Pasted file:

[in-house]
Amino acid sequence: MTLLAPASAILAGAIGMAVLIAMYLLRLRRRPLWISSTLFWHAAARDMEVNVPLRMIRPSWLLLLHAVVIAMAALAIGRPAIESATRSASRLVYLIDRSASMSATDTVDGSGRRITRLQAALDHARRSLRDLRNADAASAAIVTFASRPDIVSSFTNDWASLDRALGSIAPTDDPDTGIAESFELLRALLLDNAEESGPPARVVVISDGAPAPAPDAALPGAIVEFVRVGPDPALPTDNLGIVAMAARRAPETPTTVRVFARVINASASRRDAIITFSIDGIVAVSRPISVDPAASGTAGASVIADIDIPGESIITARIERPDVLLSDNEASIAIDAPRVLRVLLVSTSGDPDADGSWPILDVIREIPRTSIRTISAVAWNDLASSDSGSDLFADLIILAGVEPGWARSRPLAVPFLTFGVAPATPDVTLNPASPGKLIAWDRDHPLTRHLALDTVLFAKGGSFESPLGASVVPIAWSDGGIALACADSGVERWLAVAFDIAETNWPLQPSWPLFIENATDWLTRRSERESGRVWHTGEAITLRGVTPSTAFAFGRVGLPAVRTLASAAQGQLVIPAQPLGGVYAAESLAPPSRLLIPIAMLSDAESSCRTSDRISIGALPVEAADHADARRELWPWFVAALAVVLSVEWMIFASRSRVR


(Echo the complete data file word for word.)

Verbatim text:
[in-house]
Amino acid sequence: MTLLAPASAILAGAIGMAVLIAMYLLRLRRRPLWISSTLFWHAAARDMEVNVPLRMIRPSWLLLLHAVVIAMAALAIGRPAIESATRSASRLVYLIDRSASMSATDTVDGSGRRITRLQAALDHARRSLRDLRNADAASAAIVTFASRPDIVSSFTNDWASLDRALGSIAPTDDPDTGIAESFELLRALLLDNAEESGPPARVVVISDGAPAPAPDAALPGAIVEFVRVGPDPALPTDNLGIVAMAARRAPETPTTVRVFARVINASASRRDAIITFSIDGIVAVSRPISVDPAASGTAGASVIADIDIPGESIITARIERPDVLLSDNEASIAIDAPRVLRVLLVSTSGDPDADGSWPILDVIREIPRTSIRTISAVAWNDLASSDSGSDLFADLIILAGVEPGWARSRPLAVPFLTFGVAPATPDVTLNPASPGKLIAWDRDHPLTRHLALDTVLFAKGGSFESPLGASVVPIAWSDGGIALACADSGVERWLAVAFDIAETNWPLQPSWPLFIENATDWLTRRSERESGRVWHTGEAITLRGVTPSTAFAFGRVGLPAVRTLASAAQGQLVIPAQPLGGVYAAESLAPPSRLLIPIAMLSDAESSCRTSDRISIGALPVEAADHADARRELWPWFVAALAVVLSVEWMIFASRSRVR